I’ve spent most of my week in Kyiv, with a small group Christian, Muslim and Jewish faith leaders, organised by Europe, A Patient. As I write, I’m on the long train journey back to the Polish border now, watching the snow-bound flatlands and villages with homes with a well in the garden, where it’s easy to imagine our ancestors, in their poverty, with their horse and cart, and the Rebbe with the faithful in the small Beis Medrash.
Of many encounters, two are foremost in my mind. We visited the Kyiv Masorti community where the group of roughly twenty was largely composed of women of a grandmotherly generation. ‘You’re in charge,’ I was brusquely informed. I hoped these women would tell their stories and, once had begun, they readily did. Fortunately Olena Bogdan, formerly head of religion and culture in Ukraine, was with us, with her superb English. Here’s some of what was said:
– I stayed in Ukraine because I felt the presence of women was needed. I lost my job caring for children with Down’s syndrome when they were evacuated. I spend my time supporting whoever I can, helping with humanitarian aid, rescuing animals too. I’m a psychologist. I support those going through trauma. The sirens, especially at night, shatter our nerves.
– I’ve no relatives. I don’t even know for certain I’m Jewish. But my grandmother’s sister was killed at Babi Yar. In this centre I feel safe; they’re my family. We care for each other.
– My family were mostly murdered at Babi Yar; who’d have thought we’d face another war? My son-in-law was killed. The Russists, that’s what we call them, fired randomly at columns of cars trying to rescue civilians. You never knew who’ll be hit.
(Babi Yar is at the outskirts of the city. We prayed by its frozen ravines. Here tens of thousands were shot by the Nazis in two days in September 41’ and thousands more in the weeks which followed. We were shown fragments of the Russian bombs which hit the adjacent television tower, in this sick, lying war against ‘Nazi’ Ukraine.)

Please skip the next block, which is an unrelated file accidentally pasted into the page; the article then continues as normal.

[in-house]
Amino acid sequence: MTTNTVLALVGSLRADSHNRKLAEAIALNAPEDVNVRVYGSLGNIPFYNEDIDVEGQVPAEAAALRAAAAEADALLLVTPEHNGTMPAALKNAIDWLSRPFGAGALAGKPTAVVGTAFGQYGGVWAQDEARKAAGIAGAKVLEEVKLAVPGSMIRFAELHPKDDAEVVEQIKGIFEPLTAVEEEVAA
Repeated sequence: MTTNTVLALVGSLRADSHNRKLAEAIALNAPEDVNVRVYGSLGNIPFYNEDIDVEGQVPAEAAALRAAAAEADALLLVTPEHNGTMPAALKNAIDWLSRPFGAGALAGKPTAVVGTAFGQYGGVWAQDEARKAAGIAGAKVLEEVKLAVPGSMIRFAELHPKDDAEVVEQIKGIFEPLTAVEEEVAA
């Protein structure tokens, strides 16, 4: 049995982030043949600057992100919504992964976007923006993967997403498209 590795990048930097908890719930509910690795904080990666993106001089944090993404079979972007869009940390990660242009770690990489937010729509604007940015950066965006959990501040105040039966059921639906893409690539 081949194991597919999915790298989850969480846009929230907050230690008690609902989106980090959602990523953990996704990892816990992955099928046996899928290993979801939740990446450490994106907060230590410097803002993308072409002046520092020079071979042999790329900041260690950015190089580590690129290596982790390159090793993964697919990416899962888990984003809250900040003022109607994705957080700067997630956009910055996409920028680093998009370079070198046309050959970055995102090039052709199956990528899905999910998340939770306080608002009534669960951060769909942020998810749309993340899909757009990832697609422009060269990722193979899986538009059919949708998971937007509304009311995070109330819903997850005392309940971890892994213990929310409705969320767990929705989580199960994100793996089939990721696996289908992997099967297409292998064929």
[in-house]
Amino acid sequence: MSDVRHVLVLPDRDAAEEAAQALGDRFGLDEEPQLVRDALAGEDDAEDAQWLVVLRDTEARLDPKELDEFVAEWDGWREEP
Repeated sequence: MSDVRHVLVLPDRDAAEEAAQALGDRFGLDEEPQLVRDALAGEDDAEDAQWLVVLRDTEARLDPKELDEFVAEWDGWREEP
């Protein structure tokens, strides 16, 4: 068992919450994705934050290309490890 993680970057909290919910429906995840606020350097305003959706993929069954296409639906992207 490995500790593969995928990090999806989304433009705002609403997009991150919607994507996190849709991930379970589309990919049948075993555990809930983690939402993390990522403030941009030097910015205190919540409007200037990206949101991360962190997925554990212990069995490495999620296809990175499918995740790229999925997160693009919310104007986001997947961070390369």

We met Ukraine’s leading civil servant, a member of the Masorti community; when I asked him ‘What shall I say in London?’ he replied simply ‘Give us weapons.’ All the rest is secondary.
I shall never forget meeting Metropolitan Sviatoslav Shevchuk, head of the Greek Catholic Church of Ukraine. He had that presence one recognises in a person of courageous integrity, astute moral perception and embracing vision.
He spoke not just of the horrors of the war, but of its ideological character, its aim of obliterating Ukraine and Ukrainian identity. The Russians burnt books, including Bibles, he told us, just because they were written in Ukrainian. This brought to mind Heine’s warning that those who burn books proceed to burn people. We saw exactly what the Metropolitan meant in Borodianka, a small town next to Bucha and Irpin, where, among the air attacks on blocks of flats and civil institutions, Russian pilots strafed the statue of the poet Taras Shevchenko, founder of the modern Ukrainian language. (Over 20 people are still missing, unaccounted for presumed burnt to a cinder. Father Yasroslav, who showed us round said that for weeks he led seven funeral columns every day after the town was freed).
This is a war which concerns us all: of truth against lies; of freedom against totalitarianism; and, on a religious level, of faith in the God present in every human being and all life, as opposed to the idolatry of co-opting God to justify crimes against humanity. We ignore what’s happening in Ukraine at our peril.
For all that, the streets of Kyiv were far from empty, the cafes, including the kosher restaurant, were open and serving good food. But, as Olena warned, it’s an unreal normality: anything can happen in a moment. And the horror and trauma weight heavy in people’s hearts.
I’ll close by reverting to the words of the Metropolitan: ‘I’m concerned not just about the war, but the quality of the peace which has to follow, for Ukraine, for Russia and for the world.’
I’m writing these words for the Shabbat on which we read in the Torah, ‘Thou shalt not murder.’